Club Profile

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Last Updated: 03 June 2023

There are few teams who can match the long, memorable ascent of Stevenage FC since 1976; putting the town on the football map. We started out with humble origins; the club rising from the ashes of Stevenage Athletic, with an ardent group of fans determined to make sure the town didn’t lose a senior football team. Those small steps at first involved youth team football on King George V Playing Fields. Three years in and that senior status returned – though senior competition had to wait one more year due to ground wrangles.

We lit the blue touchpaper in 1980 by joining the United Counties League. In the seasons that followed, we climbed the ladder with determination and confidence. Mind you, we had occasional mis-steps on the path. Each time we broke a new boundary, we looked to push on; whether that is going from the Diadora League Premier Division to the GM Vauxhall Conference (1994) – or from the Blue Square Premier into League Two (2010). Even now, having established ourselves in the Football League, we are always looking to get better.

The set of circumstances that kept us up in League Two in summer 2020 gave us a chance to kick on once more. Three campaigns on, Boro’ were transformed from basement battlers into promotion winners; gaffer Steve Evans steering us back into the third tier of English football for the second time. The 2023-4 season would be our fourth in League One – the same amount of time we spent in the United Counties League way back at the start of the 1980s. And that’s one microcosm in which you can gauge the rise of Stevenage FC.


Stevenage FC: The Facts

Lamex Stadium
Broadhall Way, Stevenage, SG2 8RH

01438 223223


Who are Stevenage FC?

Formed back in 1976, Stevenage FC stormed into the 21st century with drive and determination. You have to say that we’ve come a long way since first stepping out at the town’s King George V Playing Fields; returning ‘home’ to Broadhall Way in 1980 after taking on senior status in 1979. It was that ground situation that would actually deny us a place in senior competition for the 1979-80 campaign. The trouble with the ground dated back to the old Stevenage Athletic and a chairman who didn’t want to give up the land.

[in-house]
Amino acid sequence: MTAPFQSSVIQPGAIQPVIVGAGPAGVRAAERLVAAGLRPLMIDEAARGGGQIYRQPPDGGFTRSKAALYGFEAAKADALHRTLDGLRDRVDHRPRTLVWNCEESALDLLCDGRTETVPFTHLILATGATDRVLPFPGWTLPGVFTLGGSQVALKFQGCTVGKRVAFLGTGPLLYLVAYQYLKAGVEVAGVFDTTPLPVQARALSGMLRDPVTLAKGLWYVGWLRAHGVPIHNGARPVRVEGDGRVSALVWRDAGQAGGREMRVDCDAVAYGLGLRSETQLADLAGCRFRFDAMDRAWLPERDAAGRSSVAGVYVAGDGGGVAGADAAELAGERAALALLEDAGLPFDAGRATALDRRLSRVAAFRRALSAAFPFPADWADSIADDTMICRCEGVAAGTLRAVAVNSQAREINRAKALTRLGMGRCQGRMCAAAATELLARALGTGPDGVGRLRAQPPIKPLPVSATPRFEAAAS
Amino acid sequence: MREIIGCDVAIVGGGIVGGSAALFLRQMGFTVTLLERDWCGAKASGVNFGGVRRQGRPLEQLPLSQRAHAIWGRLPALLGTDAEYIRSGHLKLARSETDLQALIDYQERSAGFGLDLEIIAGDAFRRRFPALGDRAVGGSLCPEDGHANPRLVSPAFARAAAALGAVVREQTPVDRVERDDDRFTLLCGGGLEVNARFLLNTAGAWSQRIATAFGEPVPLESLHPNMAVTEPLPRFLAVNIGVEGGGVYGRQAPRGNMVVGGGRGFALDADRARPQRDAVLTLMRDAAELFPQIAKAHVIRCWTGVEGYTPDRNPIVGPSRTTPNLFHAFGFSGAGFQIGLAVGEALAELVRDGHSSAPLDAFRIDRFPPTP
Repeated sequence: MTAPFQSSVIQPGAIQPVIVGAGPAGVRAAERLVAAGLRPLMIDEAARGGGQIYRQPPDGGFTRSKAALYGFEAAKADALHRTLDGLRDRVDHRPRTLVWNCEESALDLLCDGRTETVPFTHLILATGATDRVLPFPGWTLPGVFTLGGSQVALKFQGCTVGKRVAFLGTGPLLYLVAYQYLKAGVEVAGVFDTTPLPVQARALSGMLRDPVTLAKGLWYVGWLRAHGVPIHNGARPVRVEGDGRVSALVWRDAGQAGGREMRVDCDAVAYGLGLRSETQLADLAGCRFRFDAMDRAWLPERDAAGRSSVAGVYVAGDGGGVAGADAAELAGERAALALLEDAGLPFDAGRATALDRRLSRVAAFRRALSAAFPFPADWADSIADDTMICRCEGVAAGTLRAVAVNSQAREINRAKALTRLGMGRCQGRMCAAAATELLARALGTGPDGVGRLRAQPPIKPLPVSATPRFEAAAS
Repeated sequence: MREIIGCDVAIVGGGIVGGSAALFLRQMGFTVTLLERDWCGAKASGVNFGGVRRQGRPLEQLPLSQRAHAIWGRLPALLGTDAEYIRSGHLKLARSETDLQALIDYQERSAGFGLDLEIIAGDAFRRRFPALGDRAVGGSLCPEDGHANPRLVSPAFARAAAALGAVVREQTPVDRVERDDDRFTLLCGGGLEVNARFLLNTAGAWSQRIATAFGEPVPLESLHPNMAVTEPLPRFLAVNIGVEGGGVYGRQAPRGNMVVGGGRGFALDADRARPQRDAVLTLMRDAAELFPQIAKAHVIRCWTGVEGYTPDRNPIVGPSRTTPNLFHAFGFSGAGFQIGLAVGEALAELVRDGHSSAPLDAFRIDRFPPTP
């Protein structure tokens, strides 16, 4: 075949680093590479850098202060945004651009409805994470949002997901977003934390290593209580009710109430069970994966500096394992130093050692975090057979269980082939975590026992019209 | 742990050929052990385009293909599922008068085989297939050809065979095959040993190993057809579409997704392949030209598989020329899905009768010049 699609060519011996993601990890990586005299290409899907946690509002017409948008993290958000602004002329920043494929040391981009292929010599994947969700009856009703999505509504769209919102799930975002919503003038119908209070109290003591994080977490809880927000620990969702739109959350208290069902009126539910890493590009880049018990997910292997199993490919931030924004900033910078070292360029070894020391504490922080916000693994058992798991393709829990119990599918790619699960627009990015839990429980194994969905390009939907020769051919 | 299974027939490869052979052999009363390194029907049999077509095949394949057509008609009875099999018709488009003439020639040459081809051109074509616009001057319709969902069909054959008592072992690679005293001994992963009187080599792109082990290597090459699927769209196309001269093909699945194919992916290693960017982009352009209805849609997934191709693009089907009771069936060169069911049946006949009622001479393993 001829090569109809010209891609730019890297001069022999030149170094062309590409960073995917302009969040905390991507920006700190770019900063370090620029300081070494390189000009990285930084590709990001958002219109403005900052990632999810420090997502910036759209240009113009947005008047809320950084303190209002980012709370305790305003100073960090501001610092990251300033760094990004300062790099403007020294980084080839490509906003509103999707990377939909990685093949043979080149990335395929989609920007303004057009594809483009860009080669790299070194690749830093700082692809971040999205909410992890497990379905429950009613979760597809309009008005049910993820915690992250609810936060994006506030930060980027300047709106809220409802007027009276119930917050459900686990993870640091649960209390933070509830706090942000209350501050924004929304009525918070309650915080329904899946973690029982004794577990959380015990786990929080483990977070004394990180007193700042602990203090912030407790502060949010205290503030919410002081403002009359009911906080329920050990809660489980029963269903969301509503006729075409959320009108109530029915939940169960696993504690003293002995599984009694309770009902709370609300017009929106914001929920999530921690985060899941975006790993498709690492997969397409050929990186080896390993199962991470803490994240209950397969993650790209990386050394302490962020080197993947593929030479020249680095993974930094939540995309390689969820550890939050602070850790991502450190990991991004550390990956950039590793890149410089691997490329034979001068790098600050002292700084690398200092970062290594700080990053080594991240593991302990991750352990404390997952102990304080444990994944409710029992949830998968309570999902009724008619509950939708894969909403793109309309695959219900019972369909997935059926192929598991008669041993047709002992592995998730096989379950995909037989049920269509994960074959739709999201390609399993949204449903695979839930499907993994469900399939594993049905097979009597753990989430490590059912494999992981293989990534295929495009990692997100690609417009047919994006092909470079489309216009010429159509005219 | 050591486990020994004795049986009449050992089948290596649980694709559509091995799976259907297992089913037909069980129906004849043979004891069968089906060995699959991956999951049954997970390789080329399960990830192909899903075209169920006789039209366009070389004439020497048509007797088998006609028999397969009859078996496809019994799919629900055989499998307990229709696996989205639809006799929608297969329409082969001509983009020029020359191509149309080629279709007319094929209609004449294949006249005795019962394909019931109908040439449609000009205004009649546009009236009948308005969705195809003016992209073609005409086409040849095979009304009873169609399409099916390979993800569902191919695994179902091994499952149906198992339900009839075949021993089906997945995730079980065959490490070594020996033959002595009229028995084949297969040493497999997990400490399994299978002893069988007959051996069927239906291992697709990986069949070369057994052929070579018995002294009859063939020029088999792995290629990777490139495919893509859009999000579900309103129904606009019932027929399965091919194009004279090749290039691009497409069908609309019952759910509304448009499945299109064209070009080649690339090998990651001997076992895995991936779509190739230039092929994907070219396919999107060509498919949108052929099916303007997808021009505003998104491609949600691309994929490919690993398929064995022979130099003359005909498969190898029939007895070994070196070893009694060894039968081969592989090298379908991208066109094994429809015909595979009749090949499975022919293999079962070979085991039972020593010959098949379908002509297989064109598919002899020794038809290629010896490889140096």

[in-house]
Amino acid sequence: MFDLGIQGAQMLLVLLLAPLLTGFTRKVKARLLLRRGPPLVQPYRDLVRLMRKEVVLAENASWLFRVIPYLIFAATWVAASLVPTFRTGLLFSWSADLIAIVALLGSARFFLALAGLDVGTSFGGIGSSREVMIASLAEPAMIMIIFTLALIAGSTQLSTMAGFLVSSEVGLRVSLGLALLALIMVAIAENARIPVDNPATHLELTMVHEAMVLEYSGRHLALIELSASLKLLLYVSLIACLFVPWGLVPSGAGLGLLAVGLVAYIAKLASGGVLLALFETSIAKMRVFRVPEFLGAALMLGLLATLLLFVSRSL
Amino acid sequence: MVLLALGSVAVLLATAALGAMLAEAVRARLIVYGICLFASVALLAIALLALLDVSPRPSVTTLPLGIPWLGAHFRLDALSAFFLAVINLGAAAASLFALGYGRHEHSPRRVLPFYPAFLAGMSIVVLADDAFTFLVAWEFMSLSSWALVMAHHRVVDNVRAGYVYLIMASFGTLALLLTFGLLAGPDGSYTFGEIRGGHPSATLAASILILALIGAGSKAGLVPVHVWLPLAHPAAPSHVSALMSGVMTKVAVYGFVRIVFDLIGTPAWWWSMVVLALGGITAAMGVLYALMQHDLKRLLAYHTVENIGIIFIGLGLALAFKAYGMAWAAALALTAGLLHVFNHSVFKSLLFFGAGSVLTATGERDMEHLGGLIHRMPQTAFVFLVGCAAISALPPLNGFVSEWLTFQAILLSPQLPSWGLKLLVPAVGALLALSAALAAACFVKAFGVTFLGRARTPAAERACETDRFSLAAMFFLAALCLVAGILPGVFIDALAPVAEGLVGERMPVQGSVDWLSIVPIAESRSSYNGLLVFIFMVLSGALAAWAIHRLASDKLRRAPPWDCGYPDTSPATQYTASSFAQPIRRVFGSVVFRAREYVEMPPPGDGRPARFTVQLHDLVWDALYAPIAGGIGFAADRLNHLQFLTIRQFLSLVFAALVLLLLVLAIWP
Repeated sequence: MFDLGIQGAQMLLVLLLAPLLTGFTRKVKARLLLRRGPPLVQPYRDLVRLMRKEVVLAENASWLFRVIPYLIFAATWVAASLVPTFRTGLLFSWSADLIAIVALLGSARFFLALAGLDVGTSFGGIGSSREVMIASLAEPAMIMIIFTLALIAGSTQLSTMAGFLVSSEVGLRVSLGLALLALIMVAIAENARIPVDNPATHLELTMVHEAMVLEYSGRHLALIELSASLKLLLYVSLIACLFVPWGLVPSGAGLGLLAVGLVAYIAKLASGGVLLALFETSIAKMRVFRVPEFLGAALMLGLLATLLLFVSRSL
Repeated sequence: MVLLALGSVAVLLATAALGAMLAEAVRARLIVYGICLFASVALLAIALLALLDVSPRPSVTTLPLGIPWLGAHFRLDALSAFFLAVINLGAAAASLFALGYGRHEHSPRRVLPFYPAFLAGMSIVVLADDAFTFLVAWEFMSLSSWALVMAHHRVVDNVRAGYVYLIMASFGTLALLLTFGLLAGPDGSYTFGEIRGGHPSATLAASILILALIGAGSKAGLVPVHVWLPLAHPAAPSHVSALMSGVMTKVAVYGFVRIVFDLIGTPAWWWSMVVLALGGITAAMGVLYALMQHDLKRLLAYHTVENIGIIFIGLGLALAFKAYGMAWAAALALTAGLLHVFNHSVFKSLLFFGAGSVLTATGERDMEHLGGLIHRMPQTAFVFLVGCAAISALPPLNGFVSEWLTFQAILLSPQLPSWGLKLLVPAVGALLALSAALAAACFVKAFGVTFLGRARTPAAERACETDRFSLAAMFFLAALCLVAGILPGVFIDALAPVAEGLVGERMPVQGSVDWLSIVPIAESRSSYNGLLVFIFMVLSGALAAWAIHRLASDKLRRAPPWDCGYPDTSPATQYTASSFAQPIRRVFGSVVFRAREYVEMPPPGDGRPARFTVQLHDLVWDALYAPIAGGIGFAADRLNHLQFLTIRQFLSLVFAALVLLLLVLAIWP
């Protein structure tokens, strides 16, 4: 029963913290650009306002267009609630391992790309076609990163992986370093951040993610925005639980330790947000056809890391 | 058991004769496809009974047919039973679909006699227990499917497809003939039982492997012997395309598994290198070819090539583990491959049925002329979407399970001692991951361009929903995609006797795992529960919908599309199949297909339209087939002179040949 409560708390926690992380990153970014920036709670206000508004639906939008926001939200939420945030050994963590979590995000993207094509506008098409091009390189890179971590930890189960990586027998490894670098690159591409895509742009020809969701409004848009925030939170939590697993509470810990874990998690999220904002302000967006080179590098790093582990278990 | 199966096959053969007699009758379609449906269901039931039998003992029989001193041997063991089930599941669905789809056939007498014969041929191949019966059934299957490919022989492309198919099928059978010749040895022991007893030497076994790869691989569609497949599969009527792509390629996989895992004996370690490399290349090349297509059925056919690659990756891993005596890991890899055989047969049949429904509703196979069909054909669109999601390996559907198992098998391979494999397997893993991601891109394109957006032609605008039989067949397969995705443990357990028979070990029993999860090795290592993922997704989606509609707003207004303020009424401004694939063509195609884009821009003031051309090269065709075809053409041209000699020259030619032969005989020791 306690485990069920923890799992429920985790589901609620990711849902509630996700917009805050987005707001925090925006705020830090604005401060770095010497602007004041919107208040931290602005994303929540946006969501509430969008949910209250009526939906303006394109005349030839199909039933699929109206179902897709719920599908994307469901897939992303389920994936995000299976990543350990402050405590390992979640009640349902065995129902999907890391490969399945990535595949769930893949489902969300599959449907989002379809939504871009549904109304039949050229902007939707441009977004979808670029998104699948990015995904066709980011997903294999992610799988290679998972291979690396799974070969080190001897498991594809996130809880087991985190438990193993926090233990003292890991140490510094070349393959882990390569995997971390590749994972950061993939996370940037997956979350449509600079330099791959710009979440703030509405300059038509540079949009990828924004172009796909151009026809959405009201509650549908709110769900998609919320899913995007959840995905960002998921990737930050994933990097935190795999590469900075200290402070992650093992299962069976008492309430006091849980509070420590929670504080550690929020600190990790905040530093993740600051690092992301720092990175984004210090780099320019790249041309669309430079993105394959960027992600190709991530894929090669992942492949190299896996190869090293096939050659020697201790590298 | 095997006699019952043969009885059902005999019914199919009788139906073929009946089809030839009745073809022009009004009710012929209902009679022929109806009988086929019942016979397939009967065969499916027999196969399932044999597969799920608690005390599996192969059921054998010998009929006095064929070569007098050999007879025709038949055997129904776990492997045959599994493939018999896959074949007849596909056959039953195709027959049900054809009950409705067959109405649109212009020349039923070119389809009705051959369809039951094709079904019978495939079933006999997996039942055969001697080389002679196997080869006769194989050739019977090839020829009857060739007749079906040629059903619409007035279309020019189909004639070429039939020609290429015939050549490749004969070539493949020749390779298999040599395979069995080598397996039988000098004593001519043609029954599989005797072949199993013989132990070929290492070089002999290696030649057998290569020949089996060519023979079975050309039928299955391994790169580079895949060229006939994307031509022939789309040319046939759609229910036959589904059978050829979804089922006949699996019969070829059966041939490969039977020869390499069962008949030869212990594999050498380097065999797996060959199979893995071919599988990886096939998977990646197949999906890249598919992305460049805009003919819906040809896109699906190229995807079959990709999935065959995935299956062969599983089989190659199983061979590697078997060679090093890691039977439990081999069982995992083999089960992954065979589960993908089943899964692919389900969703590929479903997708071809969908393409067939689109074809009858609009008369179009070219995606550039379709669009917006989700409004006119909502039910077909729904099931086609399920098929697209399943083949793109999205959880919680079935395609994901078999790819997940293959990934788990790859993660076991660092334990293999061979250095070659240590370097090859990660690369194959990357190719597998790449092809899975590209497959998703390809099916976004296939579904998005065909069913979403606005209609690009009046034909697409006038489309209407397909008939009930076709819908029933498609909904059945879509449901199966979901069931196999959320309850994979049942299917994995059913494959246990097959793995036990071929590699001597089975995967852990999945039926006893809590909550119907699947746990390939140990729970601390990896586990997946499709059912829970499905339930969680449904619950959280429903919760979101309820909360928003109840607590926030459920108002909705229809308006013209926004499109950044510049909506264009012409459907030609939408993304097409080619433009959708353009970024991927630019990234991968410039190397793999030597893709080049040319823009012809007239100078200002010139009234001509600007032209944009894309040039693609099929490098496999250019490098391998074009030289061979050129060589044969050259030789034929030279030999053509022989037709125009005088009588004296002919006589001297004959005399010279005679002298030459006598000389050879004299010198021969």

The future of Broadhall Way now secured, Boro’ secured a place in the United Counties League Division One line-up for 1980-1. Stevenage FC were also Stevenage Borough FC by this point in recognition of the valued support received from the borough council. Over the next four decades, the rise of the club would lift us into the Football League; a far cry from small beginnings. And it’s something that neither former sides – Town or Athletic – could ever dream of.

Like all clubs, we’ve seen our ups and downs. But, unlike many others, we squeeze it into a shorter space of time. A league and cup double in our first senior season set the benchmark. Four years later, we signed up to the Isthmian League and won the Division Two North crown at the second attempt (1986). Maybe we did too much too soon. The 1987-8 campaign saw us relegated for the first time; dropping from Division One back to Division Two North.

The Paul Fairclough years

Such a relegation could have dented the confidence of a lot of sides. Not us. And it was the appointment of Paul Fairclough that acted as the catalyst for an incredible rise from 1990 onwards. Isthmian League Division Two North (1991), Division One (1992) and Premier Division (1994) titles were added to our roll of honour in quick succession. Two more years later? We were the top non-league dogs in the land; marching to the GM Vauxhall Conference title.

But we would be denied our rightful promotion to the Football League. It all came down to archaic ground rules imposed by the Football League. Essentially, your ground had to make the grade in the December of any given promotion-winning season. That meant taking a punt on ground improvements without the sure promise of success. We subsequently helped change those rules for the benefit of Conference champions that followed. In the mid-1990s, we also carved a name for ourselves as an FA Cup giant-killer too.

Where next for Boro’?